Hospitals and family doctors must start resuming their normal care duties as the Netherlands adjusts to ‘the new normal’, Ernst Kuipers, chairman of Rotterdam teaching hospital Erasmus MC told television talk show Nieuwsuur on Tuesday night.
Kuipers, who also chairs the national coordination centre on patient distribution, said coronavirus has taken the health service hostage. ‘Family doctors are focusing on Covid-19, and this has led to less attention for regular patient care,’ he said. ‘The same goes for hospitals.’
A survey by Nieuwsuur and the national patient federation shows that two out of three patients whose planned operation or treatment has been delayed are facing problems because of this. One doctor told the survey: ‘the entire healthcare system is revolving around Covid-19’.
Kuipers told Nieuwsuur that some treatment can wait. ‘But there are a lot of illnesses, take heart and artery disease, cancer surgeries and chemotherapy, which can’t,’ he said. ‘You can delay these treatments for a couple of weeks but after that you will need to provide more intensive treatment.’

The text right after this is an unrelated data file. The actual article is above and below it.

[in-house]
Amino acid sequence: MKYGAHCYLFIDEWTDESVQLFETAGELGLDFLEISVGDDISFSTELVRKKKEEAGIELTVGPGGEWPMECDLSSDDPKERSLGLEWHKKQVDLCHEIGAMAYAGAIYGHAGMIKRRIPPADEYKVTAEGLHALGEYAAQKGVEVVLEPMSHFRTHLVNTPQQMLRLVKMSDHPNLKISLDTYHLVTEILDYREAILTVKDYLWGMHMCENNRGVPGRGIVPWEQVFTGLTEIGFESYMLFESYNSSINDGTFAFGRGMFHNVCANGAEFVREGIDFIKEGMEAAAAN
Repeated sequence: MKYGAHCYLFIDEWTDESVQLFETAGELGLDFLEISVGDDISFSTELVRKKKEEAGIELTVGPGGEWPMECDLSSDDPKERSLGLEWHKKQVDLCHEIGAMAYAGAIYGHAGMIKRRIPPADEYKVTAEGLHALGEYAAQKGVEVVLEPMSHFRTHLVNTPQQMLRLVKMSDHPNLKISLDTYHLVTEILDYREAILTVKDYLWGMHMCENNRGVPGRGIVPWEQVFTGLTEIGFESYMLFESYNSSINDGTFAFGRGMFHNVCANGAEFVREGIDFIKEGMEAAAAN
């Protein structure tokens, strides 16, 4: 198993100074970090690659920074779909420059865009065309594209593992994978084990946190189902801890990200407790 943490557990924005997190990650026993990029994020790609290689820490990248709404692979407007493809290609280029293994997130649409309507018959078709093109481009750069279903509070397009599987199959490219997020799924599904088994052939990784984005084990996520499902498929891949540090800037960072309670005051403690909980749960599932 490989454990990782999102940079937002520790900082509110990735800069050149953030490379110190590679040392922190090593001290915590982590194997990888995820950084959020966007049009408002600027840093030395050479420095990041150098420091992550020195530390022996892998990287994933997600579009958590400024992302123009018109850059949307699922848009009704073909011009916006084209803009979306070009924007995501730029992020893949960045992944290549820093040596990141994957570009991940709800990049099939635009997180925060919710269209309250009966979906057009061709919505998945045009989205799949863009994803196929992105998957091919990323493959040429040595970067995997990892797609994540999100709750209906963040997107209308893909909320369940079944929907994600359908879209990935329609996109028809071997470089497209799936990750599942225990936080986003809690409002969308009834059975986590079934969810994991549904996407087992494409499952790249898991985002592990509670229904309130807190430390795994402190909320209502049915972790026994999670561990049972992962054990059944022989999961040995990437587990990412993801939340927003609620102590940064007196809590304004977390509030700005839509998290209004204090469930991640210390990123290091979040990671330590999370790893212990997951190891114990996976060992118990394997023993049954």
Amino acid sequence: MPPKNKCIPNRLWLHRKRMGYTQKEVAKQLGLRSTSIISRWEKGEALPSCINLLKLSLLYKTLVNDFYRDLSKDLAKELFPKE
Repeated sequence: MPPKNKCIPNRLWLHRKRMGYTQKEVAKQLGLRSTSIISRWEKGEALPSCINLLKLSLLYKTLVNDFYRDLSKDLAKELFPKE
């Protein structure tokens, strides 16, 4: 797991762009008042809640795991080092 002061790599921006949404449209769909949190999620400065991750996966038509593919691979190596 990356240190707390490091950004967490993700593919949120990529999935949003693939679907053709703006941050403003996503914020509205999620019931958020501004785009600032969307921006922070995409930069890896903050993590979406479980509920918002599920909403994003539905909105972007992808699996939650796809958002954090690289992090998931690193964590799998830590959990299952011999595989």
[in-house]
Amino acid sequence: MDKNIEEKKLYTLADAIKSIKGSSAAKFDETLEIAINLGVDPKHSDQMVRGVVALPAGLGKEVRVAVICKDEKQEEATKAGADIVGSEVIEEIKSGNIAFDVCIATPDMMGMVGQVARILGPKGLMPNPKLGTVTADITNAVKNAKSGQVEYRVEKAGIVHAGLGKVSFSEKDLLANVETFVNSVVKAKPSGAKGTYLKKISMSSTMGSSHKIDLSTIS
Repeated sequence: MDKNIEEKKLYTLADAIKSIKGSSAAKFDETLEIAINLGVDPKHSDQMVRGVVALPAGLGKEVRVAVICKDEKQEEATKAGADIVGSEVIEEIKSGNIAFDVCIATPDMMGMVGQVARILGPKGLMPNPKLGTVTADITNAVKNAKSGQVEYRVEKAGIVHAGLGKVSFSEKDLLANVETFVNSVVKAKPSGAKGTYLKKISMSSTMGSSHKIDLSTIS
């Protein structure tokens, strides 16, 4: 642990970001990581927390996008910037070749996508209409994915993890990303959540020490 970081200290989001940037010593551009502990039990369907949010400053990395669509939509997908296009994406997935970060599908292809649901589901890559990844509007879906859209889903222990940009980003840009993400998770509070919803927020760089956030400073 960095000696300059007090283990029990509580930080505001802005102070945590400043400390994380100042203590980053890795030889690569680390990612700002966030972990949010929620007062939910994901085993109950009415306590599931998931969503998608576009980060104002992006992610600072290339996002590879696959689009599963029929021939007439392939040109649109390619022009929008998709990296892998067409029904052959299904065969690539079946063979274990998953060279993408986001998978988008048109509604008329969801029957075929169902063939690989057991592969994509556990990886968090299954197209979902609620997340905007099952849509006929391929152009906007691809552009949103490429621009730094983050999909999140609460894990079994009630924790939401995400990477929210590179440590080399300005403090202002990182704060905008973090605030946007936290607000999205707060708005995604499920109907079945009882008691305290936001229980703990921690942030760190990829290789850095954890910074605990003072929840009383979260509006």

Fears that there is no capacity at hospitals for regular healthcare are unfounded and the risk of being infected with coronavirus during a hospital visit is very small, Kuipers said.
Meanwhile, Dutch doctors have given more details about the number of people currently being treated in hospital for coronavirus for the first time since the epidemic began.
In total, 4,284 people are in hospital, of whom around one third – 1,424 – are being treated in intensive care wards. Some 3,000 people have either been discharged from hospital or have died.
Officials have not said how many patients have been released from hospital after recovering, but figures from the Dutch intensive care association indicate at least 327 people have died while on an IC ward.
Some 2,100 people are known to have died from coronavirus in the Netherlands, but only people who have tested positive for the virus are included in the figures.
Experts now say they are not currently worried that the Netherlands will run out of intensive care beds after increasing the the total to some 2,400. The number of IC patients has risen by 15 since Monday, and 47 patients are being treated in Germany.
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